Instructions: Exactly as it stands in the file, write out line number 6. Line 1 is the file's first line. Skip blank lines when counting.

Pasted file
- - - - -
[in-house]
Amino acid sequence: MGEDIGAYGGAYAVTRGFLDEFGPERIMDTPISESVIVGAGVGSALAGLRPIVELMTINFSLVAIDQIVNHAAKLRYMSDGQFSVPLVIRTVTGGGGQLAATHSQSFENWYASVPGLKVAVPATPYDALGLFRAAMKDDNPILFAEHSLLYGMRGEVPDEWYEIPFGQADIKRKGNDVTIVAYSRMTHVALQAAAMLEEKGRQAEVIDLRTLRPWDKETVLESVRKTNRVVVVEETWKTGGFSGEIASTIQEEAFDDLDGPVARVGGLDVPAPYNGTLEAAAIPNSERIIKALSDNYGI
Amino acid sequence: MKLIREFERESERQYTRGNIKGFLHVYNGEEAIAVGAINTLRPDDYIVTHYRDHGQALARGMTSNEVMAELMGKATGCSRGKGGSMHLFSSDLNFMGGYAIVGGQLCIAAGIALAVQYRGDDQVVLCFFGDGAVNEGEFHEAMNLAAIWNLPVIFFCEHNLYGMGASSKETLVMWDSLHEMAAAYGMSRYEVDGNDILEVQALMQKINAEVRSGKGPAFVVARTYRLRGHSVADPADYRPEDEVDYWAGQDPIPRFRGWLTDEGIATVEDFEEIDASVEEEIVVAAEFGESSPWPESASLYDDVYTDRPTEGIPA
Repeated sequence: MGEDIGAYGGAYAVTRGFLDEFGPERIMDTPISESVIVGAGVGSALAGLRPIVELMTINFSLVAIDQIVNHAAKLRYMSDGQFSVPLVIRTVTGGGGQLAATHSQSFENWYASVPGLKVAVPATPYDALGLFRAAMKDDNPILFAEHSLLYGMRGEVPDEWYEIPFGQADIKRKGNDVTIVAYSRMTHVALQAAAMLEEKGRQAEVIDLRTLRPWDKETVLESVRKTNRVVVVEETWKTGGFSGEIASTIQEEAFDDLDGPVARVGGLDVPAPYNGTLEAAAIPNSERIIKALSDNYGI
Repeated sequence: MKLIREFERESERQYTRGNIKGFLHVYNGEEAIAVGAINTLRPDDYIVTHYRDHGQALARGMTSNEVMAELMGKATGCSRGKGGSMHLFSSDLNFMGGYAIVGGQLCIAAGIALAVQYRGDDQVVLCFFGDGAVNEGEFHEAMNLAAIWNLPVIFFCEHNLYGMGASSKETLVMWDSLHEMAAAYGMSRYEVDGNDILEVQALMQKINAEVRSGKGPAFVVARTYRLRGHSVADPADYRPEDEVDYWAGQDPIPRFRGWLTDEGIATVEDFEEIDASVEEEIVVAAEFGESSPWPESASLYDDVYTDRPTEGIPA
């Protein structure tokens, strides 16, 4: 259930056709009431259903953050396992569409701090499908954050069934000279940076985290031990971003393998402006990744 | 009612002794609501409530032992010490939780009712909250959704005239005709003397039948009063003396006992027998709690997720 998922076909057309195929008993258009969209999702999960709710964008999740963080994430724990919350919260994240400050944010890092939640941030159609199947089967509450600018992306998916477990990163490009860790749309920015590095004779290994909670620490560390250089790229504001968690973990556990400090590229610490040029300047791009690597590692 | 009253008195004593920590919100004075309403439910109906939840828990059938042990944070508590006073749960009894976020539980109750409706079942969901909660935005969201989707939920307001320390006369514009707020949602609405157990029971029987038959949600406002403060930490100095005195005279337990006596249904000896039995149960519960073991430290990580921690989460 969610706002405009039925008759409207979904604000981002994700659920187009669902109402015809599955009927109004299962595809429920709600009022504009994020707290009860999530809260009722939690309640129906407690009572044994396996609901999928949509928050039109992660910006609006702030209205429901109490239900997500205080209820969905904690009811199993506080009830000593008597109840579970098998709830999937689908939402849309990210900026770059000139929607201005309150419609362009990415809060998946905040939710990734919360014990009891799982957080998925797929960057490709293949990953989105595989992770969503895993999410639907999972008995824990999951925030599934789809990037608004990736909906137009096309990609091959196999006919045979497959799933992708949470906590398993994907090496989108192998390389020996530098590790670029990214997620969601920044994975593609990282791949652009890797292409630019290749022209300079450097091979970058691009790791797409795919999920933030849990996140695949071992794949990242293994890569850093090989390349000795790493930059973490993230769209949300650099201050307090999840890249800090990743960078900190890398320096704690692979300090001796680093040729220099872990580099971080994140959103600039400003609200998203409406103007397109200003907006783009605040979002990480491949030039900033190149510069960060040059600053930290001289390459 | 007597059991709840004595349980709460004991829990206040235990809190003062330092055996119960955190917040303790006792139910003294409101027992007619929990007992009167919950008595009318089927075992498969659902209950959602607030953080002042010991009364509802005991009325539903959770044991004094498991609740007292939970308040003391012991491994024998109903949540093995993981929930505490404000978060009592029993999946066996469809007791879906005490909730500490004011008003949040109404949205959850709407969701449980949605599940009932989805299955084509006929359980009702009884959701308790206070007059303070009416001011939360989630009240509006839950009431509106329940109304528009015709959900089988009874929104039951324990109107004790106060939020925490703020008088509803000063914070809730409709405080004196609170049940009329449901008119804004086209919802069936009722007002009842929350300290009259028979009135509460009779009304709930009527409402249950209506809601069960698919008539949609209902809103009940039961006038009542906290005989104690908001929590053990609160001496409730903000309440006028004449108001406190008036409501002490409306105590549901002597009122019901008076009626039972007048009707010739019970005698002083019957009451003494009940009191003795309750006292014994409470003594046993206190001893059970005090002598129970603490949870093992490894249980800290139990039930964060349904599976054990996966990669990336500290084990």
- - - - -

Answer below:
């Protein structure tokens, strides 16, 4: 259930056709009431259903953050396992569409701090499908954050069934000279940076985290031990971003393998402006990744 | 009612002794609501409530032992010490939780009712909250959704005239005709003397039948009063003396006992027998709690997720 998922076909057309195929008993258009969209999702999960709710964008999740963080994430724990919350919260994240400050944010890092939640941030159609199947089967509450600018992306998916477990990163490009860790749309920015590095004779290994909670620490560390250089790229504001968690973990556990400090590229610490040029300047791009690597590692 | 009253008195004593920590919100004075309403439910109906939840828990059938042990944070508590006073749960009894976020539980109750409706079942969901909660935005969201989707939920307001320390006369514009707020949602609405157990029971029987038959949600406002403060930490100095005195005279337990006596249904000896039995149960519960073991430290990580921690989460 969610706002405009039925008759409207979904604000981002994700659920187009669902109402015809599955009927109004299962595809429920709600009022504009994020707290009860999530809260009722939690309640129906407690009572044994396996609901999928949509928050039109992660910006609006702030209205429901109490239900997500205080209820969905904690009811199993506080009830000593008597109840579970098998709830999937689908939402849309990210900026770059000139929607201005309150419609362009990415809060998946905040939710990734919360014990009891799982957080998925797929960057490709293949990953989105595989992770969503895993999410639907999972008995824990999951925030599934789809990037608004990736909906137009096309990609091959196999006919045979497959799933992708949470906590398993994907090496989108192998390389020996530098590790670029990214997620969601920044994975593609990282791949652009890797292409630019290749022209300079450097091979970058691009790791797409795919999920933030849990996140695949071992794949990242293994890569850093090989390349000795790493930059973490993230769209949300650099201050307090999840890249800090990743960078900190890398320096704690692979300090001796680093040729220099872990580099971080994140959103600039400003609200998203409406103007397109200003907006783009605040979002990480491949030039900033190149510069960060040059600053930290001289390459 | 007597059991709840004595349980709460004991829990206040235990809190003062330092055996119960955190917040303790006792139910003294409101027992007619929990007992009167919950008595009318089927075992498969659902209950959602607030953080002042010991009364509802005991009325539903959770044991004094498991609740007292939970308040003391012991491994024998109903949540093995993981929930505490404000978060009592029993999946066996469809007791879906005490909730500490004011008003949040109404949205959850709407969701449980949605599940009932989805299955084509006929359980009702009884959701308790206070007059303070009416001011939360989630009240509006839950009431509106329940109304528009015709959900089988009874929104039951324990109107004790106060939020925490703020008088509803000063914070809730409709405080004196609170049940009329449901008119804004086209919802069936009722007002009842929350300290009259028979009135509460009779009304709930009527409402249950209506809601069960698919008539949609209902809103009940039961006038009542906290005989104690908001929590053990609160001496409730903000309440006028004449108001406190008036409501002490409306105590549901002597009122019901008076009626039972007048009707010739019970005698002083019957009451003494009940009191003795309750006292014994409470003594046993206190001893059970005090002598129970603490949870093992490894249980800290139990039930964060349904599976054990996966990669990336500290084990």